Among these, the brotherly bond might go overlooked, though it’s the relationship in which Shepard may have the most influence. The playwright already examined brotherly dynamics in his play True West. Walt remains a fascinating character because he represents a distributor of false ideas, the sort of romantic associations to which Travis clung in the past. Walt works as an advertiser, making large billboard signs in the city that invade the landscape. Wenders introduces him overseeing a trompe-l’œil skyscraper that quickly reveals itself as an ad, hinting at the film’s theme of the line between mythos and reality. Walt represents everything that Travis now rejects, his name a reference to Walt Disney, his cap branded with the Stetson logo (by contrast, Travis’ cap is plain, red, and austere), his domestic life rooted in the traditional dynamics that caused such a fissure between Travis and Jane. At the beginning of their relationship, Walt serves as a kind of father figure to Travis, buying his brother clothes, putting up with his tantrum on the plane, and driving him back to Los Angeles. Travis even sits in the back seat like a child, withdrawn and quiet in a “silent routine,” much to Walt’s annoyance. Gradually, Travis begins to emerge again, remembers how to speak, and only takes on the role of an adult after being confronted with Hunter and the home videos of his former self.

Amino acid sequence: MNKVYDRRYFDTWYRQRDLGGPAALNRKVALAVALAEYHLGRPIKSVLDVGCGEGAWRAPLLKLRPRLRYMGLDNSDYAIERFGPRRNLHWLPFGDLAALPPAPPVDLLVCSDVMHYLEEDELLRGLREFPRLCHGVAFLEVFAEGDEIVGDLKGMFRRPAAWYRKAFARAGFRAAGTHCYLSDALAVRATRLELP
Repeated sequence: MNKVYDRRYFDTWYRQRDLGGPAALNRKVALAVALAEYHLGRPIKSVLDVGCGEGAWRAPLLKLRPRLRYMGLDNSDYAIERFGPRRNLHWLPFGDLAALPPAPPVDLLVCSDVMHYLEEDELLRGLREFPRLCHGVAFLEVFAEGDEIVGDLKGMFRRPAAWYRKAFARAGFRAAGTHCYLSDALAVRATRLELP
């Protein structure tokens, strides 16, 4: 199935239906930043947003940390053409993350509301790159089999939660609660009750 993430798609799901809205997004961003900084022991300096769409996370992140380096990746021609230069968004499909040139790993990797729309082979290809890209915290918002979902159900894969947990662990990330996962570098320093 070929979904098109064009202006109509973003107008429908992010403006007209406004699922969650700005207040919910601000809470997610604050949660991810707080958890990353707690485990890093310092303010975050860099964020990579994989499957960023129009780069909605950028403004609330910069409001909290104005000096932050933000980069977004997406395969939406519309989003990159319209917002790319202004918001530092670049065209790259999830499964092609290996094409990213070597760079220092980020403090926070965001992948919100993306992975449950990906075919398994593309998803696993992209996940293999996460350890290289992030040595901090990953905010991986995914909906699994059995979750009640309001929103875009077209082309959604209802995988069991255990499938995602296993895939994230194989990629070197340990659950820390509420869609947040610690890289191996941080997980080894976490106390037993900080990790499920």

It’s as though Travis has been reborn and needs to relive his childhood under Walt before becoming Hunter’s father, a role he learns to play in amusing scenes with the help of Walt and Anne’s maid, Carmelita (Socorro Valdez)—she teaches him how to dress and walk the part. Similarly, Travis must re-learn domesticity by inhabiting Walt and Anne’s home and observing their behaviors, even as he remains uneasy in their company. Within the domestic sphere of Walt’s household, Anne’s presence remains fascinating and more complex than a mere homemaker. A Frenchwoman, she embodies Travis and Walt’s father’s ideal for his Parisian wife, a nod toward the title’s romantic cultural illusion, which Walt, who surrounds himself with artificial billboards and corporate logos, has fulfilled. However, her roles as wife and mother are questioned, or at least tested, by Travis’ return and reclamation of Hunter—a movement to restore Travis’ family but a collapse of the billboard-like artificiality of Walt and Anne’s. She seems to recognize more than Walt how their marriage hangs by the thread of Hunter’s presence, allowing them to carry on the charade. It’s no wonder that when Travis and Hunter take to the road to find Jane, Walt and Anne all but disappear from the film, apart from Hunter’s brief call home to explain their trip.